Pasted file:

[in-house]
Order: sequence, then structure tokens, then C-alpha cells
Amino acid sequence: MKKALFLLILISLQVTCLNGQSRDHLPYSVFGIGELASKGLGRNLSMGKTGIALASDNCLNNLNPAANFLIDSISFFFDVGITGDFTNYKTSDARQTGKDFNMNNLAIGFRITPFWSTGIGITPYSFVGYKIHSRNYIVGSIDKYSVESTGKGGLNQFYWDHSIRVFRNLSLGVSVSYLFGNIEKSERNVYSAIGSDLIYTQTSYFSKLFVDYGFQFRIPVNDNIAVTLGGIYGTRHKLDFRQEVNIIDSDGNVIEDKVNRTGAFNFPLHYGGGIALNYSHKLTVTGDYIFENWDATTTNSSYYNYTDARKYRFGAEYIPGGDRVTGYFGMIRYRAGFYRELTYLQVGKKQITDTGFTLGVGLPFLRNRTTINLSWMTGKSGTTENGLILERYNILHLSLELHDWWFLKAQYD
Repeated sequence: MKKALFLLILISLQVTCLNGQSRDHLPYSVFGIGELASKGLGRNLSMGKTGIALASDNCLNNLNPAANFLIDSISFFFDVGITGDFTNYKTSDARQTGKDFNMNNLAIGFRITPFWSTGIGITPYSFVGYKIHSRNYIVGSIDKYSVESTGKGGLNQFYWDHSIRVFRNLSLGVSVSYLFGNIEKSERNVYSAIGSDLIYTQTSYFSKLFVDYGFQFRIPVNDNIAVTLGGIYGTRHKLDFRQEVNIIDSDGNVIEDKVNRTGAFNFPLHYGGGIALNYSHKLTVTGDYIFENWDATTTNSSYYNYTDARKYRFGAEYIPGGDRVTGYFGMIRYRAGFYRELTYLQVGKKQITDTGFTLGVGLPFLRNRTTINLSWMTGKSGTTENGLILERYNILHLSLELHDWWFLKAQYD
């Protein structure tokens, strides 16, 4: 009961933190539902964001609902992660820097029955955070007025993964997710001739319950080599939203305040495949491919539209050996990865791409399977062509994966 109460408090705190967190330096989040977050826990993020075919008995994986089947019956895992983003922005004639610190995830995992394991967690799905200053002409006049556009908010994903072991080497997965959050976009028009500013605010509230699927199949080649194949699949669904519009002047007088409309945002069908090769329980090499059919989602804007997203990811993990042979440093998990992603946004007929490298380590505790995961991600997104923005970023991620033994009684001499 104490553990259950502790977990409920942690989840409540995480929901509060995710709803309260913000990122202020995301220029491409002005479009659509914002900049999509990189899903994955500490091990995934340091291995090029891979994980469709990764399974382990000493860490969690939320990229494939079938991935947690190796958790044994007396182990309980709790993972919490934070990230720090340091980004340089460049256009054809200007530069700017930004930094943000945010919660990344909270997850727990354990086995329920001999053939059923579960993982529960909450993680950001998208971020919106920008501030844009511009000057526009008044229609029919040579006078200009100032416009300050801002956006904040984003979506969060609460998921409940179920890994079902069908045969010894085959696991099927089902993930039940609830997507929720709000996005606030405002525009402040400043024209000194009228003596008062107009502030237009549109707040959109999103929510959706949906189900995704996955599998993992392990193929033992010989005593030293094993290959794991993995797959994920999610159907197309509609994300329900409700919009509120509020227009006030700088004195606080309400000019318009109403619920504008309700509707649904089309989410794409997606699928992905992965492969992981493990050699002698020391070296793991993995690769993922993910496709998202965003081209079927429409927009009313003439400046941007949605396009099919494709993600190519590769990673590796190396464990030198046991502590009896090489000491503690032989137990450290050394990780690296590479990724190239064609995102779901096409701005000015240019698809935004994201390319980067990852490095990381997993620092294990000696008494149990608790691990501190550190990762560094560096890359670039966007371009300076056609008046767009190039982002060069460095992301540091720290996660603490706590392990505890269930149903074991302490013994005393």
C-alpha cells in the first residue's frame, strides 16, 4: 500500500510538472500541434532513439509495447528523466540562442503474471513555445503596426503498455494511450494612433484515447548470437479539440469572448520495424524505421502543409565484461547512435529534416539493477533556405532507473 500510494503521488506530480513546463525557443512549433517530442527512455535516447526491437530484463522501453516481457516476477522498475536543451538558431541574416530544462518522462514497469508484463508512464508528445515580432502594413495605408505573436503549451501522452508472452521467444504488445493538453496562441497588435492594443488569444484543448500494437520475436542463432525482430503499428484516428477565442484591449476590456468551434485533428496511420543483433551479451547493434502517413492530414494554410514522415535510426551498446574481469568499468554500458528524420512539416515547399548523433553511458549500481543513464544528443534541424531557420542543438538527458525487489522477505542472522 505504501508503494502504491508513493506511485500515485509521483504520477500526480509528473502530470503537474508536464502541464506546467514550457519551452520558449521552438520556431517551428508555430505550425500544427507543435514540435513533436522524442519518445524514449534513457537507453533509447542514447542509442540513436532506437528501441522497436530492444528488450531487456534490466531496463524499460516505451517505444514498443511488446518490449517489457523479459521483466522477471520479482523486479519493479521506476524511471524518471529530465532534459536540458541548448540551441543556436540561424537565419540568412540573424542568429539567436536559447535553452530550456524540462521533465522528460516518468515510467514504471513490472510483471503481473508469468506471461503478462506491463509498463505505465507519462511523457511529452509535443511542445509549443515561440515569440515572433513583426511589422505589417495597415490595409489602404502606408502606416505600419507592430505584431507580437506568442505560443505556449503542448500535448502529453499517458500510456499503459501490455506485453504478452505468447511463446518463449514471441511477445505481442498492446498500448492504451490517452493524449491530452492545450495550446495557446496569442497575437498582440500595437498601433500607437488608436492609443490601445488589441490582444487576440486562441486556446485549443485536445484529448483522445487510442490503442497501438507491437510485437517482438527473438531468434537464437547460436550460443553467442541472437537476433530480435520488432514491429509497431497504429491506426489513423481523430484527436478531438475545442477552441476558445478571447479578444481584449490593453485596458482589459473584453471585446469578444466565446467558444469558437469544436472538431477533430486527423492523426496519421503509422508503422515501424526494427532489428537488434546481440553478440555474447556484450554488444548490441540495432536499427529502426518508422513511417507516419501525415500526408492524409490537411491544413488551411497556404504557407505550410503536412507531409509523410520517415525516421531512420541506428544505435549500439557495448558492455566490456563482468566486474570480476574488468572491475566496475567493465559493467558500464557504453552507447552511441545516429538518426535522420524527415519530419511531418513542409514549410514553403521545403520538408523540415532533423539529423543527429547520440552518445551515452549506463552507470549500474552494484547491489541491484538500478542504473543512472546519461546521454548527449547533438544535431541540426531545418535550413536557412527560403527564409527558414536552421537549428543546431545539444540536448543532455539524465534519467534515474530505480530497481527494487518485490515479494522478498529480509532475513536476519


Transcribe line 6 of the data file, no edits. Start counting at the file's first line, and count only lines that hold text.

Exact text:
C-alpha cells in the first residue's frame, strides 16, 4: 500500500510538472500541434532513439509495447528523466540562442503474471513555445503596426503498455494511450494612433484515447548470437479539440469572448520495424524505421502543409565484461547512435529534416539493477533556405532507473 500510494503521488506530480513546463525557443512549433517530442527512455535516447526491437530484463522501453516481457516476477522498475536543451538558431541574416530544462518522462514497469508484463508512464508528445515580432502594413495605408505573436503549451501522452508472452521467444504488445493538453496562441497588435492594443488569444484543448500494437520475436542463432525482430503499428484516428477565442484591449476590456468551434485533428496511420543483433551479451547493434502517413492530414494554410514522415535510426551498446574481469568499468554500458528524420512539416515547399548523433553511458549500481543513464544528443534541424531557420542543438538527458525487489522477505542472522 505504501508503494502504491508513493506511485500515485509521483504520477500526480509528473502530470503537474508536464502541464506546467514550457519551452520558449521552438520556431517551428508555430505550425500544427507543435514540435513533436522524442519518445524514449534513457537507453533509447542514447542509442540513436532506437528501441522497436530492444528488450531487456534490466531496463524499460516505451517505444514498443511488446518490449517489457523479459521483466522477471520479482523486479519493479521506476524511471524518471529530465532534459536540458541548448540551441543556436540561424537565419540568412540573424542568429539567436536559447535553452530550456524540462521533465522528460516518468515510467514504471513490472510483471503481473508469468506471461503478462506491463509498463505505465507519462511523457511529452509535443511542445509549443515561440515569440515572433513583426511589422505589417495597415490595409489602404502606408502606416505600419507592430505584431507580437506568442505560443505556449503542448500535448502529453499517458500510456499503459501490455506485453504478452505468447511463446518463449514471441511477445505481442498492446498500448492504451490517452493524449491530452492545450495550446495557446496569442497575437498582440500595437498601433500607437488608436492609443490601445488589441490582444487576440486562441486556446485549443485536445484529448483522445487510442490503442497501438507491437510485437517482438527473438531468434537464437547460436550460443553467442541472437537476433530480435520488432514491429509497431497504429491506426489513423481523430484527436478531438475545442477552441476558445478571447479578444481584449490593453485596458482589459473584453471585446469578444466565446467558444469558437469544436472538431477533430486527423492523426496519421503509422508503422515501424526494427532489428537488434546481440553478440555474447556484450554488444548490441540495432536499427529502426518508422513511417507516419501525415500526408492524409490537411491544413488551411497556404504557407505550410503536412507531409509523410520517415525516421531512420541506428544505435549500439557495448558492455566490456563482468566486474570480476574488468572491475566496475567493465559493467558500464557504453552507447552511441545516429538518426535522420524527415519530419511531418513542409514549410514553403521545403520538408523540415532533423539529423543527429547520440552518445551515452549506463552507470549500474552494484547491489541491484538500478542504473543512472546519461546521454548527449547533438544535431541540426531545418535550413536557412527560403527564409527558414536552421537549428543546431545539444540536448543532455539524465534519467534515474530505480530497481527494487518485490515479494522478498529480509532475513536476519